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eISSN: 2573-2897

Historical Archaeology & Anthropological Sciences

Research Article Volume 1 Issue 3

An ethnography of communication of semiotic social practices in South Wollo

Rukya Hassen

Assistant Professor of Applied Linguistics, Ethiopian Civil Service University, Ethiopia

Correspondence: Rukya Hassen, Assistant Professor of Applied Linguistics, Ethiopian Civil Service University, Africa, Tel 251913003908

Received: October 31, 2016 | Published: May 23, 2017

Citation: Hassen R. An ethnography of communication of semiotic social practices in South Wollo. J His Arch & Anthropol Sci. 2017;1(3):76-80 DOI: 10.15406/jhaas.2017.01.00016

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This study is part of an ongoing ethnographic study on semiotic social practice in Wollo. The study was conducted in Kutaber, Alasha, Sulula, Haik, Dessie, Wogdy and Kombolcha in Wollo from 2011 to 2015. Data were collected from a range of live and recorded social events from different casual and non-casual events. The result of the study revealed that there are different non-language staffs exploited in the communication system of the people of South Wollo. Since the majority of the people in Ethiopia are illiterate, there are many semiotic signs used in different social practices. More than one hundred seventy eight semiotic social practices categorized fewer than twenty eight types were collected for this study. The analysis is qualitative description. Analysis was done based on the types and functions of each sign. The result of the study shows that there are many semiotic items that have continued to be used by the primitive society of Ethiopia. These Signages were used for generations and are still being used. The researcher noticed that many of them are being replaced by written languages. It is worthwhile to document and analyze how uneducated societies represent their public spaces using different semiotic resources.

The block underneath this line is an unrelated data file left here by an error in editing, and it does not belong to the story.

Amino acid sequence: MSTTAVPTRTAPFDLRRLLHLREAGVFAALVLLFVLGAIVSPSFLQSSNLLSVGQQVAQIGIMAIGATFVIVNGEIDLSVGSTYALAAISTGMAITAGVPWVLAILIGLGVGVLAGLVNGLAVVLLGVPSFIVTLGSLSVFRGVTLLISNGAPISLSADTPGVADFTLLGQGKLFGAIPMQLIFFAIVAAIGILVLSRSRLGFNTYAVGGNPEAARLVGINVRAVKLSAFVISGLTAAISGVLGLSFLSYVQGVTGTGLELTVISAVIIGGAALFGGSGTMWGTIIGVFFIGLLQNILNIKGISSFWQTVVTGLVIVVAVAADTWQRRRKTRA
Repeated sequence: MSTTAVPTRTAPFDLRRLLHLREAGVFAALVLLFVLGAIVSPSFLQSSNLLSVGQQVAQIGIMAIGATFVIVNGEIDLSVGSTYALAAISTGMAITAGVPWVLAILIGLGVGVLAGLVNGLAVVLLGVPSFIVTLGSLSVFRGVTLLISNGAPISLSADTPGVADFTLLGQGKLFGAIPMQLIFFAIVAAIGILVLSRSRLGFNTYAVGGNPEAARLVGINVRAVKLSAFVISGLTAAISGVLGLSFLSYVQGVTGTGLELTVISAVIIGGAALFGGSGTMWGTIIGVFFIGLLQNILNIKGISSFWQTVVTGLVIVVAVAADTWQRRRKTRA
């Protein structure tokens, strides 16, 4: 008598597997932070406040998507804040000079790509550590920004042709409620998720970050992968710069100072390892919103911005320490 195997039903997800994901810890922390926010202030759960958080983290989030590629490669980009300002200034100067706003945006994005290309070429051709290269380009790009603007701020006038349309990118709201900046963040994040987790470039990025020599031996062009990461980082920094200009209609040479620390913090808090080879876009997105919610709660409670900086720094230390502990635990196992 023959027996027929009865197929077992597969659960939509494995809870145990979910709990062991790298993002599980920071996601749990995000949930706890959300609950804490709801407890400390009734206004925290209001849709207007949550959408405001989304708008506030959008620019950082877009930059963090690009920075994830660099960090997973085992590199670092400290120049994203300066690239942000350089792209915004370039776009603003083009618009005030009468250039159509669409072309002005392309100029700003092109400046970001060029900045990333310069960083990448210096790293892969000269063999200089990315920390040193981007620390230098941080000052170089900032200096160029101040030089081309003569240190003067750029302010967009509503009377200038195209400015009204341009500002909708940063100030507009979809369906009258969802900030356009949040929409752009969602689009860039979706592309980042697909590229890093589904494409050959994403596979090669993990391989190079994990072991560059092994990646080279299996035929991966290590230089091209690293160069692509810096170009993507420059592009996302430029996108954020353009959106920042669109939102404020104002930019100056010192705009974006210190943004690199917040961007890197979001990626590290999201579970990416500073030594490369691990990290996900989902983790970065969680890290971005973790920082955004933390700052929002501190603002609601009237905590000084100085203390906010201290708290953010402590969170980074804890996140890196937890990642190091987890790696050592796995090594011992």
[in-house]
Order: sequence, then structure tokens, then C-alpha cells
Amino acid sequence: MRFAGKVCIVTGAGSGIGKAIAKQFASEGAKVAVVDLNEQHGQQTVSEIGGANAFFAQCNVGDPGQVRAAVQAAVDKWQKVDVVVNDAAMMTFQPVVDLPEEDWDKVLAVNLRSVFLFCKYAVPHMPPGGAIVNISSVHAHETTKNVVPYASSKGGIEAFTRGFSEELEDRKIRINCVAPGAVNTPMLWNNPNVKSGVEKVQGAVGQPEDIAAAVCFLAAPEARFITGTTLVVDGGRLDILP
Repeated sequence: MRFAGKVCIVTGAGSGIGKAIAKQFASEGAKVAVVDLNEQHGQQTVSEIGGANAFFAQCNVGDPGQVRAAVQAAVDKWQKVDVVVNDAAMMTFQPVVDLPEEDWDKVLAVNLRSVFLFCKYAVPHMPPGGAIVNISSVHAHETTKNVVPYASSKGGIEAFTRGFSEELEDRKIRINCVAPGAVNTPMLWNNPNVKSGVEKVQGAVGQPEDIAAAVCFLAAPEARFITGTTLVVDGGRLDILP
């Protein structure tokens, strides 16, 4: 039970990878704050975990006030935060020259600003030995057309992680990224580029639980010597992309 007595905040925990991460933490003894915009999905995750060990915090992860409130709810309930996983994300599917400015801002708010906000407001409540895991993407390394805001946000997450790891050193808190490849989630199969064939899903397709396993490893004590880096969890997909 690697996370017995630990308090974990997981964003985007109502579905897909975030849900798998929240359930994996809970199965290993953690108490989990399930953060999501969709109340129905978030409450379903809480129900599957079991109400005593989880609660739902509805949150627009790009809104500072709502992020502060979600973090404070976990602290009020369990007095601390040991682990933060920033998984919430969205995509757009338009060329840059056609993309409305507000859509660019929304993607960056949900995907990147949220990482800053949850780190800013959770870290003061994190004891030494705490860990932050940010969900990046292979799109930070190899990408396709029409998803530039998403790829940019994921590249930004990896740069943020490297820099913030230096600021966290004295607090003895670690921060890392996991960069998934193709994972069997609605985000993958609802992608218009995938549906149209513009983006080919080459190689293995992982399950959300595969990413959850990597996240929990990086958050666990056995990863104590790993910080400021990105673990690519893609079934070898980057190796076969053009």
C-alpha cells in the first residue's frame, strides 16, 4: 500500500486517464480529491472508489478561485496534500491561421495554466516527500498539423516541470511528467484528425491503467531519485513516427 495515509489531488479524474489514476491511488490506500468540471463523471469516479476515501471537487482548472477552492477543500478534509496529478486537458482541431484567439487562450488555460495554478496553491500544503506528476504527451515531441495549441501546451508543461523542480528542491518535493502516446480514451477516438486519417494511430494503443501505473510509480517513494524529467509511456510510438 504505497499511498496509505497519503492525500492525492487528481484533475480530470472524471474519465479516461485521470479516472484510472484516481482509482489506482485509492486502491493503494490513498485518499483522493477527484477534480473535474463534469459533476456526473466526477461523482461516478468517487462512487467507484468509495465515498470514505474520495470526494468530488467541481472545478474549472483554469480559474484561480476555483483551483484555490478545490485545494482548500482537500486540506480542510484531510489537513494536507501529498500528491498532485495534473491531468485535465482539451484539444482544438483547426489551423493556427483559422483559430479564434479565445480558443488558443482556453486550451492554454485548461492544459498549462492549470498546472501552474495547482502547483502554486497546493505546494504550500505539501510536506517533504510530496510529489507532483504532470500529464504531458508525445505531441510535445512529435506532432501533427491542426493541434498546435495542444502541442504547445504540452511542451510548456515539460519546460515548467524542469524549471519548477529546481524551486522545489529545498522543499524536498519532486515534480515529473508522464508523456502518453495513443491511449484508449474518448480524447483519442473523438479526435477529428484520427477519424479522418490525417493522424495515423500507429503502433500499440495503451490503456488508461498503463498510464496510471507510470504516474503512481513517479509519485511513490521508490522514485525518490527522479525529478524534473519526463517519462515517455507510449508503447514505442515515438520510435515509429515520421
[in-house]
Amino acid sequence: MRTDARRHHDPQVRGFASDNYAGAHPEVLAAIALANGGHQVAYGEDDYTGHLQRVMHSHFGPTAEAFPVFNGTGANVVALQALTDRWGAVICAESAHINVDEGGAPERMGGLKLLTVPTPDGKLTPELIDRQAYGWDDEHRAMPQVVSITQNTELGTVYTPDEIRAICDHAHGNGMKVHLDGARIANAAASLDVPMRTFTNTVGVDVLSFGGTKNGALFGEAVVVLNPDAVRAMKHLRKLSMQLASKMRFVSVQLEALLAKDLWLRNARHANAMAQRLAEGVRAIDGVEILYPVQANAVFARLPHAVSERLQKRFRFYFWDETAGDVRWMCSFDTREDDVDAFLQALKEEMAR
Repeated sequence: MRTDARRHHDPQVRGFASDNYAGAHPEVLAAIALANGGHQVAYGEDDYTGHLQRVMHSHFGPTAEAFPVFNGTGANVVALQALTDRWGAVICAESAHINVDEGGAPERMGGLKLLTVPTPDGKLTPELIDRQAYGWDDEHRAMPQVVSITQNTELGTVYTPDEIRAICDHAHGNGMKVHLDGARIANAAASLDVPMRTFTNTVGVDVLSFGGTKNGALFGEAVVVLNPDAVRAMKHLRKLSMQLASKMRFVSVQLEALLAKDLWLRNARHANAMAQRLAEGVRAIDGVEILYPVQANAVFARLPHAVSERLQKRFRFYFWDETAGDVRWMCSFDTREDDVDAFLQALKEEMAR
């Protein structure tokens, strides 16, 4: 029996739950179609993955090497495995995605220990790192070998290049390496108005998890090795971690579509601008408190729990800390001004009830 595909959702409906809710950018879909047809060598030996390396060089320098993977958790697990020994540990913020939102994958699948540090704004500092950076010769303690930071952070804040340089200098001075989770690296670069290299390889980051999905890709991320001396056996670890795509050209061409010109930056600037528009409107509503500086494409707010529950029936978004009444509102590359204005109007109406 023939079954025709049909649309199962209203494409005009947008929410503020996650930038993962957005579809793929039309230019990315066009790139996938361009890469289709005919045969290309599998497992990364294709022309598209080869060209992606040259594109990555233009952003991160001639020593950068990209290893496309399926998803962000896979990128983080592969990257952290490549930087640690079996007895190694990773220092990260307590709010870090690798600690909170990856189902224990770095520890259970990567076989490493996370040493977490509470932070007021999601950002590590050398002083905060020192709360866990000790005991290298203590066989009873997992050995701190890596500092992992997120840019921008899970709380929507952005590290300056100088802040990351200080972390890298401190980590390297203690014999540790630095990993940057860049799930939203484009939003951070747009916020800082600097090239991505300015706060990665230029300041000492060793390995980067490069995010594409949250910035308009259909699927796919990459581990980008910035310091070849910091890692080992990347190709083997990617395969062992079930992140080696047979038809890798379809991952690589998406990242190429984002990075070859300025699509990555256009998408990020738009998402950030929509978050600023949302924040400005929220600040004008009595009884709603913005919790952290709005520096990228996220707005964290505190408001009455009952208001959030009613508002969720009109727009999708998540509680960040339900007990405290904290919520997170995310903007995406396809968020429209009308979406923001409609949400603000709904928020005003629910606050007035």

Keywords: semiotic landscape, multiculturalism, sign, illiterate


Ethiopia is a land of diversity where many ethnic, religious, linguistic and cultural groups of different kinds co-exist. There are many languages spoken in the country. Different cultures are exhibited through ways of dressings, living, eating and day-to-day activities. The majority of the people belong to Christianity and Islam in religion and Oromo and Amhara in language-based ethnic group. There is a lot of cultural and linguistic diffusion among the various groups because of contact. An extended and cherished relationship has been formed among the different ethnic groups of the country through migration, intermarriage and assimilation.1

Ethnography of communication intends to provide a complete description of the communication behavior of a speech group. “Because people act within a world of objects human group life cannot be reduced to speech”.2 Communication takes place through linguistic and non-linguistic signs. Since communication is multimodal, spoken language cannot be adequately understood unless we consider non-linguistic semiotics.3

Critical discourse analysis has moved beyond language, considering discourses are often multimodal, realized not only through text and talk, but also through other semiotic devices as images.4,5 Ferdinand de Saussure defined what he called Semiologieas the science of signs in which he defined a sign as any entity representing another entity.6 Semiotics is concerned with the analysis of both linguistic and non-linguistic signs as communicative devices.6,7 In semiotics, signs serve a communicative purpose. Any sign could be subject to semiotic inquiry.

As mentioned elsewhere the study focuses on the whole code of communication in the given speech group. “A code is a meaning system consisting of signs,”.8 Any sort of sign that is used by the speech community is considered. In this section, the non-linguistic semiotic signs of communication will be discussed. More than twenty eight signs were identified. These are Tule, Kitab, Ktab, dressing styles (for females: Gufta with Kuta, direa and for males: Jelebya, Shirit, Timtam, Kalim, Gabi, Kufyit), hand shake (shake and kiss, abandoning opposite sex hand shake), nod (not allowed in religion but culturally required in mourn, greeting), sitting style, beard (length and thickness, colouring) meal (meat, exclusive meals (sambusa, ruz, shorba), drinks (bukri, shorba, absh, Kinito), sufra, Keriha, spitting, hand rubbing (for request to add chat), back and forth the tip of figures to receive blessings, curtain, incense, time, place, silence and so on. Out of these, only eight will be described.